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Cadernos de Saúde Pública

Print version ISSN 0102-311X

Cad. Saúde Pública vol.22 n.3 Rio de Janeiro Mar. 2006

http://dx.doi.org/10.1590/S0102-311X2006000300001 

EDITORIAL

 

The Brazilian Ministry of Health and science, technology, and innovation policy

 

 

The Brazilian science, technology, and innovation sector has made significant strides in recent years, creating new prospects in the scientific community, as expressed by the latter's growing intellectual output and significant presence in the international scenario. Despite the difficulties and obstacles, important initiatives have been taken in the area of research promotion, aimed at overcoming these barriers and fostering further development of the most recent measures (although much remains to be done). Along with the virtuous structures for supporting the development of science, technology, and innovation, with a track record of more than five decades, the proposal to create specific Sector Funds has been an important contribution to this important effort by the technological and scientific community.

The health field is traditionally important, with some one-third of Brazil's scientific output, and has made successful efforts and initiatives in keeping with the overall trend, with special emphasis on measures undertaken recently by the Ministry of Health (MoH). The underlying principle is that "Science, Technology, and Innovation Policy in Health is part of National Health Policy". In keeping with the drafting, implementation, and monitoring of "Health Research Priorities" and responding to the need to create a Science and Technology Secretariat within the MoH, all the resolutions adopted by the 1st National Conference on Science and Technology in Health (1994) and reiterated during the 2nd National Conference on Science, Technology, and Innovation in Health (2004), the creation of the MoH Department of Science and Technology (DECIT) and later (2003) that of the MoH Secretariat for Science, Technology, and Strategic Inputs were major strides towards reestablishing the historical and necessary link between the Science/Technology and Health fields in policy leadership. The MoH thus displays its significant and highly respected presence at the various levels responsible for developing Science, Technology, and Innovation, such as the current Administration's Health Sector Fund, Biotechnology Sector Fund, and various Industrial Policy implementation levels, particularly in the partnership between the MoH and the Ministry of Science and Technology and its agencies (the National Research Council, or CNPq, and the Funding Agency for Studies and Research, or FINEP), as well as the various State Research Foundations.

Beginning in 2003, the MoH launched new financing and policymaking initiatives. In the two-year period 2004-2005, the MoH disbursed some R$ 130 million or approximately U$ 60 million to finance health research projects in the main relevant Brazilian research institutions. The corresponding budget for 2006 is R$ 80 million (some U$36 million), or an increase of 10% over 2005. As a result of this action, a substantial portion of the priority research agenda has already been met through public calls for projects with broad participation by the scientific community. All of the links in the knowledge chain were included. Of all the fields, Collective Health has been present in all of the respective bids, showing significant participation (representing 37% of the projects financed during the period).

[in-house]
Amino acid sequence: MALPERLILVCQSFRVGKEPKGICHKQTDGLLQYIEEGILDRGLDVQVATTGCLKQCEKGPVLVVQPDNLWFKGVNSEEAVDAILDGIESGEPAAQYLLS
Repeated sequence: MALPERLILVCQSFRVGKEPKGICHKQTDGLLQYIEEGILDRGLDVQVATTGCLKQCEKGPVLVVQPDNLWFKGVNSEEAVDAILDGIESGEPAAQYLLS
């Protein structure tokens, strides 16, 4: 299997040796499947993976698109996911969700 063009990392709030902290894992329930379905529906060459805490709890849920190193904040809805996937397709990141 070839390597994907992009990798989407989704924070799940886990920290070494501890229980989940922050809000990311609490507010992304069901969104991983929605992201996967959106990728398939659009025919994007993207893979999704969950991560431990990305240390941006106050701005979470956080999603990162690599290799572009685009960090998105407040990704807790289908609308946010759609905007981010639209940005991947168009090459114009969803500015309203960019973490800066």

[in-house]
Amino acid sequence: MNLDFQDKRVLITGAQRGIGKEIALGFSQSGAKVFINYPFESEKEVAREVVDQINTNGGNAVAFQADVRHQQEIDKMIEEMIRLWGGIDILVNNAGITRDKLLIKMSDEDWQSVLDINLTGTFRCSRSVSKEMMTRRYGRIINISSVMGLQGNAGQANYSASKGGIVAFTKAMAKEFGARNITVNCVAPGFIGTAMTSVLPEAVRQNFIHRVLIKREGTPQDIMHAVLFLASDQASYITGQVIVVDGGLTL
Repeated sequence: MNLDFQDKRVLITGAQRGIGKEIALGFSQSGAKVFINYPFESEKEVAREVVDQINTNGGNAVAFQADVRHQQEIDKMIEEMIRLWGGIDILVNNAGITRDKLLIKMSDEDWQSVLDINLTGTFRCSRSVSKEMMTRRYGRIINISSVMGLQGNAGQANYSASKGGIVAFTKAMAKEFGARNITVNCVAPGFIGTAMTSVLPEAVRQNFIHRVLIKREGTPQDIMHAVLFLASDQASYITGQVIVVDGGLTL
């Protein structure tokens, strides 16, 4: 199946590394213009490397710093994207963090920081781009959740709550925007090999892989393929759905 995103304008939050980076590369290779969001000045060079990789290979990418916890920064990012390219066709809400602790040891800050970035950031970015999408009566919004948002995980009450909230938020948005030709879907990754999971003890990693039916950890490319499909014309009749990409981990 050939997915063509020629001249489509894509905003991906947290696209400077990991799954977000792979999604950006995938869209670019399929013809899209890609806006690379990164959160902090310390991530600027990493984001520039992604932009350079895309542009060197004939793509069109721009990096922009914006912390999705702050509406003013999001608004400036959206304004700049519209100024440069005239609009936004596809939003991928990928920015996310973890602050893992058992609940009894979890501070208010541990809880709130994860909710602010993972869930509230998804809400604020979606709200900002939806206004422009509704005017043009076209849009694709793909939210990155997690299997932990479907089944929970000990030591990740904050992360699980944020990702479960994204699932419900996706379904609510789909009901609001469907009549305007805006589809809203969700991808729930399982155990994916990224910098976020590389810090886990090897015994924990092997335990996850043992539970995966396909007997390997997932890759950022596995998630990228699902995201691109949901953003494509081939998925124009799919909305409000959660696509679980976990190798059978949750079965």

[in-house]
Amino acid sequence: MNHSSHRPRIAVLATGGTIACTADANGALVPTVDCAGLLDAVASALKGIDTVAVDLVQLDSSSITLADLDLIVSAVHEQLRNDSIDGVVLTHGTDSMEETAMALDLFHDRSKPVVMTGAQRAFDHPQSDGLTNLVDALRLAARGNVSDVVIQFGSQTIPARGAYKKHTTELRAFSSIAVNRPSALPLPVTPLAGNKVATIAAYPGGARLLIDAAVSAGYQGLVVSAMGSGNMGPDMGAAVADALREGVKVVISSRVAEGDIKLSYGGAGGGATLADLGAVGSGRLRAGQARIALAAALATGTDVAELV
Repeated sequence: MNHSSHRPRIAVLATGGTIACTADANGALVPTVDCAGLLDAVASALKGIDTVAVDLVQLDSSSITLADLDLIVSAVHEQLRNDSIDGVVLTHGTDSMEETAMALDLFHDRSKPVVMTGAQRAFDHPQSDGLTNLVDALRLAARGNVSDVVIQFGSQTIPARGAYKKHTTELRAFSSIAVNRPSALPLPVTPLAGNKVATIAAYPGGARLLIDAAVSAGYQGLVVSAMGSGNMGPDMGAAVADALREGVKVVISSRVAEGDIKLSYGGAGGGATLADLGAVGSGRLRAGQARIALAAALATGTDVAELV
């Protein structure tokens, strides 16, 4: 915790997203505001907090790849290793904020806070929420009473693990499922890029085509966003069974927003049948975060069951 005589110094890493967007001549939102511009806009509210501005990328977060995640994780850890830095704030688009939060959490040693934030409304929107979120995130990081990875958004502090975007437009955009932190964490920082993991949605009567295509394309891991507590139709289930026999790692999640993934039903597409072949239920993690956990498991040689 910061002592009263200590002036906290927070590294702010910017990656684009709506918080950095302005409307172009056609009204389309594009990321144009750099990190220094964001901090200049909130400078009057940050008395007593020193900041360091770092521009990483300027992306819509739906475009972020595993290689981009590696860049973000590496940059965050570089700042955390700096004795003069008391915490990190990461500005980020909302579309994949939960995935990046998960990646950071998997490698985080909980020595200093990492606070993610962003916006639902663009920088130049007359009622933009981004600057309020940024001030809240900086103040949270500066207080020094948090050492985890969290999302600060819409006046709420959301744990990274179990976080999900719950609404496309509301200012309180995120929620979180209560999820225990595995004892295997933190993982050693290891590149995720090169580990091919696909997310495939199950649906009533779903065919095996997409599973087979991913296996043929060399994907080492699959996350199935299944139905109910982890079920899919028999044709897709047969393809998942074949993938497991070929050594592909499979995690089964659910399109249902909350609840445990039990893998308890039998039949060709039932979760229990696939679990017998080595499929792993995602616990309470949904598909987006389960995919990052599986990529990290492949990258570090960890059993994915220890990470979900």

All this reflects a virtuous trend, despite the occasional obstacles. The scientific community's favorable stance, as expressed in the 3rd National Conference on Science, Technology, and Innovation (2005), as well as that of health services managers and users suggests that this new MoH policy should be continued. The policy will have to be improved and intensified, which speaks in favor of the proposal to create an agency linked to the MoH, although with some operational autonomy, which can coordinate and monitor health research policy implementation, particularly in the area of research promotion. This alone is nothing new, since leading countries in health research around the world already have such agencies, as exemplified by the U.S. National Institutes of Health.

 

Moisés Goldbaum
Secretaria de Ciência, Tecnologia e Insumos Estratégicos,
Ministério da Saúde, Brasília, Brasil/Faculdade de Medicina,
Universidade de São Paulo, São Paulo, Brasil.
mgoldbau@usp.br

Suzanne Jacob Serruya
Departamento de Toco-ginecologia,
Universidade Estadual do Pará, Belém, Brasil/
Departamento de Ciência e Tecnologia,
Ministério da Saúde, Brasília, Brasil.